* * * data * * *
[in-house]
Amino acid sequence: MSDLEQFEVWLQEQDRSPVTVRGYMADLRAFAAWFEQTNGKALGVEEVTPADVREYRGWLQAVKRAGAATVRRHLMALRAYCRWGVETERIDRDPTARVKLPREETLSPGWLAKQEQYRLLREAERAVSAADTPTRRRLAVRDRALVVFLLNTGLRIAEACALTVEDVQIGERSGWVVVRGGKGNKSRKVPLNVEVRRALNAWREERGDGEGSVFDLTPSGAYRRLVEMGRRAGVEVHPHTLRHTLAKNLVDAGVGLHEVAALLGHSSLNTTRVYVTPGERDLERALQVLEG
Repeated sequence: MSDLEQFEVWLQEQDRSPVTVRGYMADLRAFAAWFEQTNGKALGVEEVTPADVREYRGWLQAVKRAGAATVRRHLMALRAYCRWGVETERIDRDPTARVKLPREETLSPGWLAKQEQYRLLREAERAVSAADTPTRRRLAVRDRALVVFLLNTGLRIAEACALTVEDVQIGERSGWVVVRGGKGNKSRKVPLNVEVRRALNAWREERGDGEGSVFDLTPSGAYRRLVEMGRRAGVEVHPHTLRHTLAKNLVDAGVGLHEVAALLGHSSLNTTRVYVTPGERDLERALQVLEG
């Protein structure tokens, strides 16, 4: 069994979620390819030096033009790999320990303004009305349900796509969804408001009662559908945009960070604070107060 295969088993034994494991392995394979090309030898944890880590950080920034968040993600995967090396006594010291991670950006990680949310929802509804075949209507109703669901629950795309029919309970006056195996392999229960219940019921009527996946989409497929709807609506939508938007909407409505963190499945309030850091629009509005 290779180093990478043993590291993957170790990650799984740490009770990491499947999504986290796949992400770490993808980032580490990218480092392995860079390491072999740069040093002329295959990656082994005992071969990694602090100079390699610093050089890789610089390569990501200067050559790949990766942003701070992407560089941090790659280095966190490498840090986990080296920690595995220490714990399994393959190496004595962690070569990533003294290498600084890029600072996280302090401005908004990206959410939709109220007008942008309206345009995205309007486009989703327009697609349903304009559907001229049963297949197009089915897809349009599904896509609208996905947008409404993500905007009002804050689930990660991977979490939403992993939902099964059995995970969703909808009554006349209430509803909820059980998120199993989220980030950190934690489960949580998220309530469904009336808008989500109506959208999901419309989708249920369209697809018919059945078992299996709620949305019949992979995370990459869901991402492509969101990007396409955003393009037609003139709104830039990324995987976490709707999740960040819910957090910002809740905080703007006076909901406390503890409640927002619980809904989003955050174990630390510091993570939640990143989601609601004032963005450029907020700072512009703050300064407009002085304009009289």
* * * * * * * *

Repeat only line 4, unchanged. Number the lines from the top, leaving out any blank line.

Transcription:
């Protein structure tokens, strides 16, 4: 069994979620390819030096033009790999320990303004009305349900796509969804408001009662559908945009960070604070107060 295969088993034994494991392995394979090309030898944890880590950080920034968040993600995967090396006594010291991670950006990680949310929802509804075949209507109703669901629950795309029919309970006056195996392999229960219940019921009527996946989409497929709807609506939508938007909407409505963190499945309030850091629009509005 290779180093990478043993590291993957170790990650799984740490009770990491499947999504986290796949992400770490993808980032580490990218480092392995860079390491072999740069040093002329295959990656082994005992071969990694602090100079390699610093050089890789610089390569990501200067050559790949990766942003701070992407560089941090790659280095966190490498840090986990080296920690595995220490714990399994393959190496004595962690070569990533003294290498600084890029600072996280302090401005908004990206959410939709109220007008942008309206345009995205309007486009989703327009697609349903304009559907001229049963297949197009089915897809349009599904896509609208996905947008409404993500905007009002804050689930990660991977979490939403992993939902099964059995995970969703909808009554006349209430509803909820059980998120199993989220980030950190934690489960949580998220309530469904009336808008989500109506959208999901419309989708249920369209697809018919059945078992299996709620949305019949992979995370990459869901991402492509969101990007396409955003393009037609003139709104830039990324995987976490709707999740960040819910957090910002809740905080703007006076909901406390503890409640927002619980809904989003955050174990630390510091993570939640990143989601609601004032963005450029907020700072512009703050300064407009002085304009009289």